stand and gaze. Those open stretches, sloping down, all green and brown

and beautiful, robbed me of thought.

"Look thar!" cried Hiram Bent.

His tone startled me. I faced about, to see his powerful arm

outstretched and his finger pointing. His stern face added to my sudden

concern. Something was wrong with my friends. I glanced in the direction

he indicated. There were two rolling slopes or steps below us, and they

were like gigantic swells of a green ocean. Beyond the second one rose a

long, billowy, bluish cloud. It was smoke. All at once I smelled smoke,

too. It came on the fresh, strong wind.

"Forest fire!" exclaimed Dick.

"Wal, I reckon," replied Hiram, tersely. "An' look thar, an' thar!"

Far to the right and far to the left, over the green, swelling

foot-hills, rose that rounded, changing line of blue cloud.

"The slash! the slash! Buell's fired the slash!" cried Dick, as one

suddenly awakened. "Penetier will go!"

"Wal, I reckon. But thet's not the worst."

"You mean--"

"Mebbe we can't get out. The forest's dry as powder, an' thet's the

worst wind we could have. These canyon-draws suck in the wind, an' fire

will race up them fast as a hoss can run."

"Good God, man! What'll we do?"

"Wait. Mebbe it ain't so bad--yet. Now let's all listen."

The faces of my friends, more than words, terrified me. I listened with

all my ears while watching with all my eyes. The line of rolling cloud

expanded, seemed to burst and roll upward, to bulge and mushroom. In a

few short moments it covered the second slope as far to the right and

left as we could see. The under surface was a bluish white. It shot

up swiftly, to spread out into immense, slow-moving clouds of creamy


"Hear thet?" Hiram Bent shook his gray head as one who listened to dire


The wind, sweeping up the slope of Penetier, carried a strong, pungent

odor of burning pitch. It brought also a low roar, not like the wind in

the trees or rapid-rushing water. It might have been my imagination, but

I fancied it was like the sound of flames blowing through the wood of a


"Fire! Fire!" exclaimed Hiram, with another ominous shake of his head.

"We must be up an' doin'."

"The forest's greatest foe! Old Penetier is doomed!" cried Dick Leslie.

"That line of fire is miles long, and is spreading fast. It'll shoot up

the canyons and crisscross the forest in no time. Bent, what'll we do?"

"Mebbe we can get around the line. We must, or we'll have to make tracks

for the mountain, an' thet's a long chance. You take to the left an'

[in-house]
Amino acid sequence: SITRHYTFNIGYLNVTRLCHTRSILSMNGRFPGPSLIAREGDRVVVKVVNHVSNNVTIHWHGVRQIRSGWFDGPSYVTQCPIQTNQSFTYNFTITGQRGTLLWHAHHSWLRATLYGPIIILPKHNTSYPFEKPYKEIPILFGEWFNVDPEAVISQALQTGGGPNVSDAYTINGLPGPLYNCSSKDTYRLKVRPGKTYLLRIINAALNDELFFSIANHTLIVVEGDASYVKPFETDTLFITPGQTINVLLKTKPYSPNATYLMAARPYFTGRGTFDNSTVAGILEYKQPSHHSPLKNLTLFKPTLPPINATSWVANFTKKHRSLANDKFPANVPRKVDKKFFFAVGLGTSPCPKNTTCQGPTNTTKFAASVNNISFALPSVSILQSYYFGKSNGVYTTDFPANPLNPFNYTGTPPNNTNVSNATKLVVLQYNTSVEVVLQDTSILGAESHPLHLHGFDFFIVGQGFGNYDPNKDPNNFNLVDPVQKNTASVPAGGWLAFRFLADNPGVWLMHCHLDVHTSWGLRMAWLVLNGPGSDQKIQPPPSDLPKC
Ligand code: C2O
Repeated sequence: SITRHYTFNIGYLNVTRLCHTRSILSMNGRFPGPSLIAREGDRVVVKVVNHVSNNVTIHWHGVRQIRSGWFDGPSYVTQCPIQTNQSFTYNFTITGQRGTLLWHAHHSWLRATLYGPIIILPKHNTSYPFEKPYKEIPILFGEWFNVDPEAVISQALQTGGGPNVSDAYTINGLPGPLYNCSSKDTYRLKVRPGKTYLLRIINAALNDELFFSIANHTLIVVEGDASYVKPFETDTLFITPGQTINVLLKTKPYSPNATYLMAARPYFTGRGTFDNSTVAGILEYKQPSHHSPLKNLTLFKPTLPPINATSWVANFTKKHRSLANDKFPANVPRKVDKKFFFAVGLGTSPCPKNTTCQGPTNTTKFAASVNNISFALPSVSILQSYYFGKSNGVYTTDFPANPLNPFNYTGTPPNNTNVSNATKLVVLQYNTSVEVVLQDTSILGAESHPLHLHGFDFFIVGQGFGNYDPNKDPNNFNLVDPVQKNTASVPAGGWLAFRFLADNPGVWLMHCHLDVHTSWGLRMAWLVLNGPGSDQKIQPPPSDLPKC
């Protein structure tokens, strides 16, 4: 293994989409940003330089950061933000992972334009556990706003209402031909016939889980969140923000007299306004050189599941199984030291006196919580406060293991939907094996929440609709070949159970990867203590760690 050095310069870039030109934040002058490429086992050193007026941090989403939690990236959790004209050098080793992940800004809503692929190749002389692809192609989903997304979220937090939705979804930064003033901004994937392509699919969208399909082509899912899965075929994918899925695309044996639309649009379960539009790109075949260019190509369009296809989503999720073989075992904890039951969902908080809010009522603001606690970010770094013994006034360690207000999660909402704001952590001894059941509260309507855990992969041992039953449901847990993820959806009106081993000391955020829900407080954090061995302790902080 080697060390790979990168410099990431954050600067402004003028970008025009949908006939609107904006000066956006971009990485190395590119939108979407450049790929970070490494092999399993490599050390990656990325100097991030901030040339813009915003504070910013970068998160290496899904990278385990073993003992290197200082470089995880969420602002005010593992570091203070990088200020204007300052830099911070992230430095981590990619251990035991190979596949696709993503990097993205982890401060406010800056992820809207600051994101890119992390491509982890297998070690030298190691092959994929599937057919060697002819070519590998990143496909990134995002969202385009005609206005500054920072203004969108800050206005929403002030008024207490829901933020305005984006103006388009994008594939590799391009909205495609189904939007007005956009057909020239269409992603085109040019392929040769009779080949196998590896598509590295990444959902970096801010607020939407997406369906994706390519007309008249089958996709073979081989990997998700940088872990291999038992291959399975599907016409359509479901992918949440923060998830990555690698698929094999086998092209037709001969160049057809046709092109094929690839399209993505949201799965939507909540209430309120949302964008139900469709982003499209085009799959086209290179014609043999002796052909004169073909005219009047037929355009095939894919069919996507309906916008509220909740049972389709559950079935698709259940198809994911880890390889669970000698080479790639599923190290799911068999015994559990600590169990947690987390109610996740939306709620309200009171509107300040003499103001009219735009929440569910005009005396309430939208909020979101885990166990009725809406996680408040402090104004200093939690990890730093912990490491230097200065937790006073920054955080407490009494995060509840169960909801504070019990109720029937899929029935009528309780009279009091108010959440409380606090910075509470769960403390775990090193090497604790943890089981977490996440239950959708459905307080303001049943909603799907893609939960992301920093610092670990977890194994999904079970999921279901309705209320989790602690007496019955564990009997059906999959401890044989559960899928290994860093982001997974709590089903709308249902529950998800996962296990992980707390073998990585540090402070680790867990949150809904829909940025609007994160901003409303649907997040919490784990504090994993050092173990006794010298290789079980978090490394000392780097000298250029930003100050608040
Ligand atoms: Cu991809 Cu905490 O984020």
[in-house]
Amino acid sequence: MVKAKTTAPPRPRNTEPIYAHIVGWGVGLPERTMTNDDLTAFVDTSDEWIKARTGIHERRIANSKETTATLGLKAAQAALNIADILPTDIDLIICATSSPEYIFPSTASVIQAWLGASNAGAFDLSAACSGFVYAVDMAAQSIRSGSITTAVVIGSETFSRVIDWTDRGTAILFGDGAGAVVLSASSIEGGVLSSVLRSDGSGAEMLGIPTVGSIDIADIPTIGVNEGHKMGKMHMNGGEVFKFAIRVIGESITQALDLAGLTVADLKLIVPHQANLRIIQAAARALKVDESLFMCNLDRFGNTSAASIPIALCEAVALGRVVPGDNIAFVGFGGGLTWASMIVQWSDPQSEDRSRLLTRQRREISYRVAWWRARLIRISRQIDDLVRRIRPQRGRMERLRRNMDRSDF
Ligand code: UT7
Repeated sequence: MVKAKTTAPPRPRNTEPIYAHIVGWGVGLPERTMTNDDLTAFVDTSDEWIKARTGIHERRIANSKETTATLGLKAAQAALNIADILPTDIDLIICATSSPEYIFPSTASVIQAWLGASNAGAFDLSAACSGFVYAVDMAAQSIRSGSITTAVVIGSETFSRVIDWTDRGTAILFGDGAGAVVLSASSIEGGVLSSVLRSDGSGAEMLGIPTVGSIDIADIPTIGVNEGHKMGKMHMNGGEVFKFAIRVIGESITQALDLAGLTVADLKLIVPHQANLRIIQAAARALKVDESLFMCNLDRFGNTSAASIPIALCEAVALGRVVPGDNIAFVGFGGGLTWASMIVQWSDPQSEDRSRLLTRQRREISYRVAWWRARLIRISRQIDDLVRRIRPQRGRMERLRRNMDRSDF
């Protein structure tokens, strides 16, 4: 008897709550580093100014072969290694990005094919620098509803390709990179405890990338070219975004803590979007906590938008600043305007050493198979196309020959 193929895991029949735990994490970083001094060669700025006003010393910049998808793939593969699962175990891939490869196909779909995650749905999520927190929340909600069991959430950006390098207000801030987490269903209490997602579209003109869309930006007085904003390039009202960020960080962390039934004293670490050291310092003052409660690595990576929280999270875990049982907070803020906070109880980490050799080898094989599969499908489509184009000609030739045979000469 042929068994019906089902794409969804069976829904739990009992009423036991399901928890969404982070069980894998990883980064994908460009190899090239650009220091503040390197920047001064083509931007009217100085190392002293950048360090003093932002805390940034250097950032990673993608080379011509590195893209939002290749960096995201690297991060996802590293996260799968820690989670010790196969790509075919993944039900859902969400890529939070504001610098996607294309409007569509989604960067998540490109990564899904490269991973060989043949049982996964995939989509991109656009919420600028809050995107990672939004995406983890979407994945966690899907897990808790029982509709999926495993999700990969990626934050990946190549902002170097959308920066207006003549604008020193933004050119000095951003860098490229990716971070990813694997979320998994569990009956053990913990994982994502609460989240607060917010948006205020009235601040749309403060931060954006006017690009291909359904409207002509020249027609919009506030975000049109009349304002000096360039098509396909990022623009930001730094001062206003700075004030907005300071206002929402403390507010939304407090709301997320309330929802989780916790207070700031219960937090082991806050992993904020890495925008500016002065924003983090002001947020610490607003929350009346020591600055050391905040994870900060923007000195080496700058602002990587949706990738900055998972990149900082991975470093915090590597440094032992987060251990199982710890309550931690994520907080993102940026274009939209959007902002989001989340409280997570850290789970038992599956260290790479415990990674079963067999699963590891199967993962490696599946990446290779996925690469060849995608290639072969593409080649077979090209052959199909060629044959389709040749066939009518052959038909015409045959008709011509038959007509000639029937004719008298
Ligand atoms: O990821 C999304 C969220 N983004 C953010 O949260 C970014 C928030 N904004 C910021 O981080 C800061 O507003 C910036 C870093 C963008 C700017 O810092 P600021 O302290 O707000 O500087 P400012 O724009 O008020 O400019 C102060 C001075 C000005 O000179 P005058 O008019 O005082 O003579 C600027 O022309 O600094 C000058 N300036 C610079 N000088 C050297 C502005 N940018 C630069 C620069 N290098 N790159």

I'll go to the right, an' we'll see how the fire's runnin'."

"What will Ken do?"

"Wal, let him stay here--no, thet won't do! We might get driven back a

little an' have to circle. The safest place in this forest is where we

camped. Thet's not far. Let him drive the ponies back thar an' wait."

"All right. Ken, you hustle the pack-team back to our last night's camp.

Wait there for us. We won't be long."

Dick galloped off through the forest, and Hiram went down the slope in

almost the opposite direction. Left alone, I turned my horse and drove

the pack-ponies along our back-trail. Thus engaged, I began to recover

somewhat from the terror that had stupefied me. Still, I kept looking

back. I found the mouth of the canyon and the trail, and in what I

thought a very short time I reached the bare, rocky spot where we had

last camped. The horses all drank thirstily, and I discovered that I was

hot and dry.

Then I waited. At every glance I expected to see Dick and Hiram riding

up the canyon. But moments dragged by, and they did not come. Here there

was no sign of smoke, nor even the faintest hint of the roar of the

fire. The wind blew strongly up the canyon, and I kept turning my ear

to it. In spite of the fact that my friends did not come quickly I had

begun to calm my fears. They would return presently with knowledge of

the course of the fire and the way to avoid it. My thoughts were mostly

occupied with sorrow for beautiful Penetier. What a fiend Buell was! I

had heard him say he would fire the slash, and he had kept his word.

Half an hour passed. I saw a flash of gray down the canyon, and shouted

in joy. But what I thought Dick and Hiram was a herd of deer. They were

running wildly. They clicked on the stones, and scarcely swerved for the

pack-ponies. It took no second glance to see that they were fleeing

from the fire. This brought back all my alarms, and every moment that I

waited thereafter added to them. I watched the trail and under the trees

for my friends, and I scanned the sky for signs of the blue-white clouds

of smoke. But I saw neither.

"Dick told me to wait here; but how long shall I wait?" I muttered.

"Something's happened to him. If only I could see what that fire is


The camping-place was low down between two slopes, one of which was high

and had a rocky cliff standing bare in the sunlight. I conceived the

idea of climbing to it. I could not sit quietly waiting any longer. So,

mounting Target, I put him up the slope. It was not a steep climb, still

it was long and took considerable time. Before I reached the gray cliff